Business

  • National cyber complex to open next to Ben-Gurion University of the Negev campus

    A new national cyber complex called CyberSpark will open at the Advanced Technology Park (ATP) which is located next to Ben Gurion University of the Negev. Fortune 500 companies Lockheed Martin and IBM announced they would invest in CyberSpark R&D facilities, joining other cybersecurity leaders Deutsche Telekom, EMC, RSA, and many startups. The 15-building ATP is the only type of complex of its kind in the world that includes Fortune 500 companies and cyber-incubators, academic researchers, and educational facilities as well as national government and security agencies. The CyberSpark will also include a high school geared toward science and technology.

  • Some citizens of low-lying Pacific island nations seeking climate-change refugee status

    More and more resident of Pacific island nations and territories are trying to claim refugee status in Australia and New Zealand, arguing that rising sea levels, caused by climate change, are forcing them out of their homes and destroying their livelihood. The New Zealand High Court has rejected the refugee status petition of Loane Teitota and his family, citizens of Kiribati, a low-lying Pacific Island nation near the equator, saying that Teitota’s argument was “novel” and “optimistic.” The court cautioned that if the argument were adopted, then millions of people suffering from the effects of climate change would seek refugee status in New Zealand or any other country.

  • The 9 January chemical leak in West Virginia is the latest in a long history of industrial accidents

    The chemical spill that affected the water source in nine West Virginia counties in early January is part of a long history of industrial accidents resulting from the concentration of chemical and coal-mining operations in the region. The 9 January spill, which saw coal-cleansing chemical which leaked from Freedom Industries’ storage tank into the Elk River, leaving more than 300,000 residents without access to clean tap water for days, is the latest in a history of pollution which has poisoned groundwater, spewed toxic gas emissions, and caused fires and explosions.

  • FDA allows use of antibiotics in livestock despite “high risk” to humans

    The Center for Disease Control and Prevention (CDC) has recently confirmed the link between antibiotic use on industrial farms and the rise of antibiotic resistance, saying there is “strong scientific evidence of a link between antibiotic use in food animals and antibiotic resistance in humans,” and warns of “potentially catastrophic consequences” if resistance is not slowed. The Food and Drug Administration (FDA), however, has quietly allowed thirty potentially harmful antibiotics, including eighteen rated as “high risk,” to remain on the market as additives in farm animal feed and water. The FDA first recognized the risks from the use of antibiotics in animal feed in 1977, when it proposed to withdraw approvals for animal feed containing penicillin and most tetracyclines. The agency has not followed through on its own findings – and has fought court orders to do so — and today 70 percent of all medically important antibiotics sold in the United States are sold for use in livestock production — not on humans.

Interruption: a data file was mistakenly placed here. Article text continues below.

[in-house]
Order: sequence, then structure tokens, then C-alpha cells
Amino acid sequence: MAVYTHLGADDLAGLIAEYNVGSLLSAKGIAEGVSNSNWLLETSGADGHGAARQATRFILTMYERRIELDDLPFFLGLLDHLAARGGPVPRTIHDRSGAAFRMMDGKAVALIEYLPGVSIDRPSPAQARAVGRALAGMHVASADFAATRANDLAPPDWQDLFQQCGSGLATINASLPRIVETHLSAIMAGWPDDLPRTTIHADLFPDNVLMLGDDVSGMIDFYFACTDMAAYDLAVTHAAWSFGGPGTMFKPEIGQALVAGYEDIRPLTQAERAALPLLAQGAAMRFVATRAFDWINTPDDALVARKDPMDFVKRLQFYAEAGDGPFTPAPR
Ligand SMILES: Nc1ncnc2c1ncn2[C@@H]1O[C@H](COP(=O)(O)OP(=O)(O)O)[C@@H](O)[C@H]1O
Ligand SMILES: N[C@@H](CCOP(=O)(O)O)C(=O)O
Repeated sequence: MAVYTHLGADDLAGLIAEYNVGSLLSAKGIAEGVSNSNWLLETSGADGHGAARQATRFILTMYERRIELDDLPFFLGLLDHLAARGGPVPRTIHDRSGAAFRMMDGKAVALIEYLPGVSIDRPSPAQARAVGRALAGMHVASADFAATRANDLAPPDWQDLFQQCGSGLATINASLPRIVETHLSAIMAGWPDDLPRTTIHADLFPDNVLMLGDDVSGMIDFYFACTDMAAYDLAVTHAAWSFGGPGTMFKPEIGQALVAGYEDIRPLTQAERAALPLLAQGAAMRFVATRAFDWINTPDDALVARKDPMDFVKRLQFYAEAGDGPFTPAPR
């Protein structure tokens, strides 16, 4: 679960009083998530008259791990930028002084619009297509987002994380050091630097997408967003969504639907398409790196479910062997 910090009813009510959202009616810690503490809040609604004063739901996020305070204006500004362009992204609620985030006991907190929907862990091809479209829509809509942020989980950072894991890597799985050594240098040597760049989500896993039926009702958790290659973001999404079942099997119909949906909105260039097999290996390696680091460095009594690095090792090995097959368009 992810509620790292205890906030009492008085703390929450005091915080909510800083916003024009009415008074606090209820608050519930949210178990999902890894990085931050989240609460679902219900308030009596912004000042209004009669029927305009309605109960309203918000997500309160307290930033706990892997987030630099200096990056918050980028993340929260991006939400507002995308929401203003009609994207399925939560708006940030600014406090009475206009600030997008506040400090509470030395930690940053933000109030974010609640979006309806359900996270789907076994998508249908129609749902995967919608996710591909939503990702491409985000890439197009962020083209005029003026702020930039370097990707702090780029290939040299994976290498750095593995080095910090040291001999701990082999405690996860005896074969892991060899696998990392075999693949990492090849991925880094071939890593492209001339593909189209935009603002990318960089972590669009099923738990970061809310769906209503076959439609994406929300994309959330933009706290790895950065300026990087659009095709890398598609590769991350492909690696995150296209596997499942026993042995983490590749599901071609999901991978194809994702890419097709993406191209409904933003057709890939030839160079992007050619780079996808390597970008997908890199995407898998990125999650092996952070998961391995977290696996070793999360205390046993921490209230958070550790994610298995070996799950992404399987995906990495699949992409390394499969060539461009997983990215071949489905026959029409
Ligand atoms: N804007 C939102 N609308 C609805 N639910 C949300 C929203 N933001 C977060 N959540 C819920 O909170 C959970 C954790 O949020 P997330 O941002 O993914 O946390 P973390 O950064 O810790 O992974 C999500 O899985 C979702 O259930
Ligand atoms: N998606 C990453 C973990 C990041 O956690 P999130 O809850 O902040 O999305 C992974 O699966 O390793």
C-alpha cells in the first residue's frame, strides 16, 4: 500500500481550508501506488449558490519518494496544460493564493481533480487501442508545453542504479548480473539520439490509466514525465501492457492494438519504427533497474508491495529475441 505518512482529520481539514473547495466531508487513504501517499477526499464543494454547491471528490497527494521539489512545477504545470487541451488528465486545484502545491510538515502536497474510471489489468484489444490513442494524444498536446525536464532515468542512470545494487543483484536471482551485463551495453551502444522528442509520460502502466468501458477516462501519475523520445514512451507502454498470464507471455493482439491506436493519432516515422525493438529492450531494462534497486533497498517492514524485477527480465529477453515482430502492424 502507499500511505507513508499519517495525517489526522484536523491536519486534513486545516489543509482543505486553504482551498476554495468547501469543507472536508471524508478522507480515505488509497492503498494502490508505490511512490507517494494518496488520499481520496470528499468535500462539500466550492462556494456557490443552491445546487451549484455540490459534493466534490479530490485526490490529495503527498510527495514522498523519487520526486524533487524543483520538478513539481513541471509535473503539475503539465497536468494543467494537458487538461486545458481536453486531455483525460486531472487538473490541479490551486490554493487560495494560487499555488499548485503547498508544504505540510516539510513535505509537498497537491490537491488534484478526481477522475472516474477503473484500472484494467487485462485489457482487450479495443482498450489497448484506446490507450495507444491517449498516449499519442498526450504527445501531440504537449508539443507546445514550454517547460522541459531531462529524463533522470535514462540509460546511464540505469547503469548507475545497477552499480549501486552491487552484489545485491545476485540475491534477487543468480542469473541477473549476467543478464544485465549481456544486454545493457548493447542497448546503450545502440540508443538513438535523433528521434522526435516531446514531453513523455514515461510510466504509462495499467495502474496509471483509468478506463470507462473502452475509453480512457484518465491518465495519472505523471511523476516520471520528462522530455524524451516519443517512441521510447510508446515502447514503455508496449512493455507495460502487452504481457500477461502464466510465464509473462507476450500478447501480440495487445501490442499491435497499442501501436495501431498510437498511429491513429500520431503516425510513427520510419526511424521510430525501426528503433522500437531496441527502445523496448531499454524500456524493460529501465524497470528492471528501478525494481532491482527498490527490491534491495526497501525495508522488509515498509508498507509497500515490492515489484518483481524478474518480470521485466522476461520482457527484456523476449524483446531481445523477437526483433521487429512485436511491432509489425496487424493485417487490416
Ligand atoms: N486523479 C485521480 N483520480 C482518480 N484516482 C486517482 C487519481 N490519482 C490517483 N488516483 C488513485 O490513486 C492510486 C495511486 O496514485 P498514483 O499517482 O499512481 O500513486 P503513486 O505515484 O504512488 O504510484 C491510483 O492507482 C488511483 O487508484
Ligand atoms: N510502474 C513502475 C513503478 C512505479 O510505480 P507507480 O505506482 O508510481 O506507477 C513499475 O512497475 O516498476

• Cal Poly unveils ambitious cybersecurity educational initiative

    Cal Poly, with a grant from the Northrop Grumman Foundation, has established a Cybersecurity Center, opened a new cyber lab, and is developing a cybersecurity curriculum with an ambitious set of goals in mind: educating thousands of students in cybersecurity awareness and readiness; producing experts in cyber technologies and systems, including many professionals who will serve the military and defense industry; and graduating cyber innovators who are prepared for advanced study and applied research in emerging cyber issues.

  • The world likely to face more frequent, and more severe, blackouts

    U.S. household electricity usage increased by 1,300 percent between 1940 and 2001. In the last few decades, air conditioning has been the greatest factor in increased electrical consumption, and one of the greatest sources of systematic strain, with considerably more blackouts occurring in the summer months than during winter. The electricity used to fuel America’s air conditioning is currently of a similar volume to the U.S. entire energy consumption in the 1950s. A new study reveals that today’s occasional blackouts are dress rehearsals for the future, when they will occur with greater frequency and increased severity. Power cuts will become more regular around the globe as electrical supply becomes increasingly vulnerable and demand for technology continues to grow at an unprecedented rate.

  • ExxonMobil to pay fines for violations at its Baton Rouge chemical facilities